Jizhong Chen, who was hired in June 2018, is the second Chinese employee to face the same accusation in six months, according to NBC Bay Area.
In July 2018, former Apple employee Xiaolang Zhang was accused of trying to leak Apple’s trade secrets to China-based XMotors and was arrested by federal agents.
Chen was given “secrecy training” in how to avoid leaking information, even to family members, and was one of about 1,200 “core” employees with access to the building where the project was centered.
It is said that Chen signed a strict oath of confidentiality at the time of hiring.
In December, Apple notified Chen that his job performance needed to improve. The following month, a co-worker noticed that Chen was taking pictures of the self-driving car project and alerted the superiors.
An internal investigation determined that Chen had taken photos of the stealthy project and backed up his Apple work computer on a personal machine, along with more than 2,000 files, including plans, guidebooks and diagrams.
Chen told Apple that he moved these document from his work computer to a private computer as an “insurance policy” for job prospects in case his Apple performance improvement plan ended with termination, Apple claimed that the confidential information was found ahead of his placement like some photos date from June.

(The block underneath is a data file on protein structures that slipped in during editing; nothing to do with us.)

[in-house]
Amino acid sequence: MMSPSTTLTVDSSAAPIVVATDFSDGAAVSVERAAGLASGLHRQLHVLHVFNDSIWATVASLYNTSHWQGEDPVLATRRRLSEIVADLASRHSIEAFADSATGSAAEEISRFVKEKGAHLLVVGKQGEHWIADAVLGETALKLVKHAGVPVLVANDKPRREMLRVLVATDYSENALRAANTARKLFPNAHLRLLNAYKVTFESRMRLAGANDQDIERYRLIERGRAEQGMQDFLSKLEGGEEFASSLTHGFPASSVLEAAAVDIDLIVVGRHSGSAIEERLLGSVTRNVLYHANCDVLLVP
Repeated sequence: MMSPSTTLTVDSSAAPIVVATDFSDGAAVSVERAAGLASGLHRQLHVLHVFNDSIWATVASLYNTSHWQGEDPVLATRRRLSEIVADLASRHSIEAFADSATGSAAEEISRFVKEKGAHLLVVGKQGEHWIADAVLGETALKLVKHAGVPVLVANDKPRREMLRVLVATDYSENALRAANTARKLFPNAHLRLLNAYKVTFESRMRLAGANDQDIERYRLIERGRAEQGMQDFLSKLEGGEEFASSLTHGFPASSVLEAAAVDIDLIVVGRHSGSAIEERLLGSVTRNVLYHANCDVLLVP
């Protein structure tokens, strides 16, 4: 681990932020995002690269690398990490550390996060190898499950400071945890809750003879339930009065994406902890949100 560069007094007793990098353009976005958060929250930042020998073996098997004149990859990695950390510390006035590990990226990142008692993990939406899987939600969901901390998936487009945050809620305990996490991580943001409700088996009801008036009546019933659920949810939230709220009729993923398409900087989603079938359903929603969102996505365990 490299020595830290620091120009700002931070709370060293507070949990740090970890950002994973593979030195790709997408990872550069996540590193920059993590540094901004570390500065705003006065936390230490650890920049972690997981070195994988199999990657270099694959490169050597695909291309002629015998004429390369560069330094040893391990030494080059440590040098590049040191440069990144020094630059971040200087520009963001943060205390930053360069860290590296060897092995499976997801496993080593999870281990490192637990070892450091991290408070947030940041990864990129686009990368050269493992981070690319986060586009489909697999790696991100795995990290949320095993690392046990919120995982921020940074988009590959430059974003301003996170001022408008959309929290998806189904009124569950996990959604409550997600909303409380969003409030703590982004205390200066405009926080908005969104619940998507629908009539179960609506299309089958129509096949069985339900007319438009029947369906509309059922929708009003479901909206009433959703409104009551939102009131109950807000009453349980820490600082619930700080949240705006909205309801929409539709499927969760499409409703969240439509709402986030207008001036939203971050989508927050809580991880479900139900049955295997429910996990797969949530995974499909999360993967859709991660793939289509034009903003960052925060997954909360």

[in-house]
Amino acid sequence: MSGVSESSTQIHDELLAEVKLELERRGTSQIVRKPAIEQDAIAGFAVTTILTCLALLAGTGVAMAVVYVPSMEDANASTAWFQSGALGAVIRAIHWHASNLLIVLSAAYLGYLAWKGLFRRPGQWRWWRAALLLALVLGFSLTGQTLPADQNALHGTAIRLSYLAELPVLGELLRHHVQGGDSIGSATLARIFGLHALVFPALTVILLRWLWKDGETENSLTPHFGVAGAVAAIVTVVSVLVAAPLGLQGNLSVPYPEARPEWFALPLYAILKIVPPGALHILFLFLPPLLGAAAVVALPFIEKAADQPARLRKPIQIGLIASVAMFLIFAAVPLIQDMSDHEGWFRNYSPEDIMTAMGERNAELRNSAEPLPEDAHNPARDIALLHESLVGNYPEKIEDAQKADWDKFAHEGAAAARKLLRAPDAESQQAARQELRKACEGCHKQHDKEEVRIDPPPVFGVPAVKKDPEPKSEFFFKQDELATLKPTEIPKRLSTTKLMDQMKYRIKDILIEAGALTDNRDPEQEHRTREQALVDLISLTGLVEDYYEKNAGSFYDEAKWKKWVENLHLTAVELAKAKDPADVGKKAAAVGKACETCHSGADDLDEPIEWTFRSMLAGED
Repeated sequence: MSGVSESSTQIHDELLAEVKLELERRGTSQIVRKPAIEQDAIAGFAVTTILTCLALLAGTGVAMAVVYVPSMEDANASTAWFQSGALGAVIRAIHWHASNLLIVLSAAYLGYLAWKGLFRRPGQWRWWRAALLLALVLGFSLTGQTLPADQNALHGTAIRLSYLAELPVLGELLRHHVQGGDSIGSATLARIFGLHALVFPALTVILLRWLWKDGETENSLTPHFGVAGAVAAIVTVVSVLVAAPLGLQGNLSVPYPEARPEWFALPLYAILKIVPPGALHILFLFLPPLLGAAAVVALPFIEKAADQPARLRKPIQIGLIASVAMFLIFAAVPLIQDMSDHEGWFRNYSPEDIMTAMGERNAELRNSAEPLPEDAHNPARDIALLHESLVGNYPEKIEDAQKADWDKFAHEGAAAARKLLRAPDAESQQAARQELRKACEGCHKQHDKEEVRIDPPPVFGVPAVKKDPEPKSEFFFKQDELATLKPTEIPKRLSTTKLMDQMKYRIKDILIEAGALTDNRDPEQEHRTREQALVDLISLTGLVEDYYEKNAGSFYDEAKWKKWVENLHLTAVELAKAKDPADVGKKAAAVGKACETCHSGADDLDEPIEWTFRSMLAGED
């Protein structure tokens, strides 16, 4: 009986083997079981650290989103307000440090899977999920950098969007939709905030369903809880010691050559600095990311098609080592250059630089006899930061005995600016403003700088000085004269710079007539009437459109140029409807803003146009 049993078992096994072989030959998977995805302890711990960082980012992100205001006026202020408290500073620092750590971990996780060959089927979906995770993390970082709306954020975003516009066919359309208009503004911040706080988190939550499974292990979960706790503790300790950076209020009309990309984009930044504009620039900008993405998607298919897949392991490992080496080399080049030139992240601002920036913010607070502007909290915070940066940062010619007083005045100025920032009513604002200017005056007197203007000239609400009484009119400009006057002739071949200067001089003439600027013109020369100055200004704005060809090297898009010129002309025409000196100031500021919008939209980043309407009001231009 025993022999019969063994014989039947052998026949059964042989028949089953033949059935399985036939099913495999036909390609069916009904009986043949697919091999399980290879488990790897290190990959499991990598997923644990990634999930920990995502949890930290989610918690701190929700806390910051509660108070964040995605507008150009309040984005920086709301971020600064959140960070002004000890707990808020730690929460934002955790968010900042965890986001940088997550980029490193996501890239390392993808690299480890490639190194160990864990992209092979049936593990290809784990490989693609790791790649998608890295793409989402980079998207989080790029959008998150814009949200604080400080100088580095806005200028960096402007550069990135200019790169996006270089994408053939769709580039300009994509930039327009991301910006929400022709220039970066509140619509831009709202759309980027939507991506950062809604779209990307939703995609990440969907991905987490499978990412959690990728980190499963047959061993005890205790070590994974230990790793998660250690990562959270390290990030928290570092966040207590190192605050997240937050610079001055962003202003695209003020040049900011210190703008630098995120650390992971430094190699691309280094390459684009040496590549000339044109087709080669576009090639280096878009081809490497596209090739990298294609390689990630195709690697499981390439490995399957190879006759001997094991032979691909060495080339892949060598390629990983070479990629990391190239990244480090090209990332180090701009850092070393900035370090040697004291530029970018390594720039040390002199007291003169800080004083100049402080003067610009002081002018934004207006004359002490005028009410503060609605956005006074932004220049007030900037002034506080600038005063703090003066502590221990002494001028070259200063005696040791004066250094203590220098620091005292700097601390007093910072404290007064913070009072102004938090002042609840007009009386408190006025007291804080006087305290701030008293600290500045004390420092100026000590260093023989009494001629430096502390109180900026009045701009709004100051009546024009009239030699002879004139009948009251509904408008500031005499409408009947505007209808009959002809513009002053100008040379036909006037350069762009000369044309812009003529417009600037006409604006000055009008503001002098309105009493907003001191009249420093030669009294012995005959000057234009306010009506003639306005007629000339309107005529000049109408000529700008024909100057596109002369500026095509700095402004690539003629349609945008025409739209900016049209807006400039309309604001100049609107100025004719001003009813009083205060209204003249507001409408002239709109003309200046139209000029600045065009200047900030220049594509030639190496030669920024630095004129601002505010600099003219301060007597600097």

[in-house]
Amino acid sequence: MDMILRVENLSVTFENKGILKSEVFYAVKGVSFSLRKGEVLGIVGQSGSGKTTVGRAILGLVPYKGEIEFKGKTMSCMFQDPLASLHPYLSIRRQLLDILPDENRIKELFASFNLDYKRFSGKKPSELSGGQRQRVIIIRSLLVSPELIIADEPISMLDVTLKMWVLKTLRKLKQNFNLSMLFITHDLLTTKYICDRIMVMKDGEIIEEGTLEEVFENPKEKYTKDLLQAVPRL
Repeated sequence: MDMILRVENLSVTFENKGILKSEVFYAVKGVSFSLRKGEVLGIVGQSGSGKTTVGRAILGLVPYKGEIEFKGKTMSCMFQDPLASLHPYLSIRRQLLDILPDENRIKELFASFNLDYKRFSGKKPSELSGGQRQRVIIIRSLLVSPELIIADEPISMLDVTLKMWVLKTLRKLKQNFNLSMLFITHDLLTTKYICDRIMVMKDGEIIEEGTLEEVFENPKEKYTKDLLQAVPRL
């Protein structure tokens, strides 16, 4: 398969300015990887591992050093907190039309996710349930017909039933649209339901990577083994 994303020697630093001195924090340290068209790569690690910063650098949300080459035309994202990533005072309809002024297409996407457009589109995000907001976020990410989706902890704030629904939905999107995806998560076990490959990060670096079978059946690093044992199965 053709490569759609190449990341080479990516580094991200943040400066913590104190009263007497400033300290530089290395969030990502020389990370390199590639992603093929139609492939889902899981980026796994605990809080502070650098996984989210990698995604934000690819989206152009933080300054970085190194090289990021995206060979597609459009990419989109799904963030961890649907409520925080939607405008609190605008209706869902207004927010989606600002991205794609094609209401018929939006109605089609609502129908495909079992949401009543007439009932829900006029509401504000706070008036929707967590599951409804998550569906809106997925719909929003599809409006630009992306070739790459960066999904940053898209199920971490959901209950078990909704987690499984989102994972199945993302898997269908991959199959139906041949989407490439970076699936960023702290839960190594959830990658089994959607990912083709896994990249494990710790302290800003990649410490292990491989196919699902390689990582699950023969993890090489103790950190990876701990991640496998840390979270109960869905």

Chen was suspended from his job as a result of Apple’s internal investigation, the results of which were shared with the FBI.
According to the FBI, another Apple employee denounced Chen after seeing him take “wide-angle photographs” of the so-called “Titan Project” on January 11, thinking he was “suspicious.”
Some 100 photos taken inside the building that housed Apple’s secret car driving project were reportedly found on Chen’s personal device.
Soon, the company learned that he had applied for two external jobs, one of which was in a rival company in China.
Chen then told Apple that he planned to visit his sick father in China. However, he was taken under arrest just before he could board his flight to china, Bloomberg reported.
The employee, who has since been suspended without pay, was released on January 25 after publishing $ 500,000 in cash and property.
Chen’s case comes to light just after the United States accused Huawei of allegedly stealing trade secrets from T-Mobile.
For a long time, the United States suspected and often accused the Chinese government of encouraging the theft of trade secrets as a way to build its own industries, The Verge said.
Earlier last week, Apple expelled more than 200 employees of its electric car project to different parts of the company.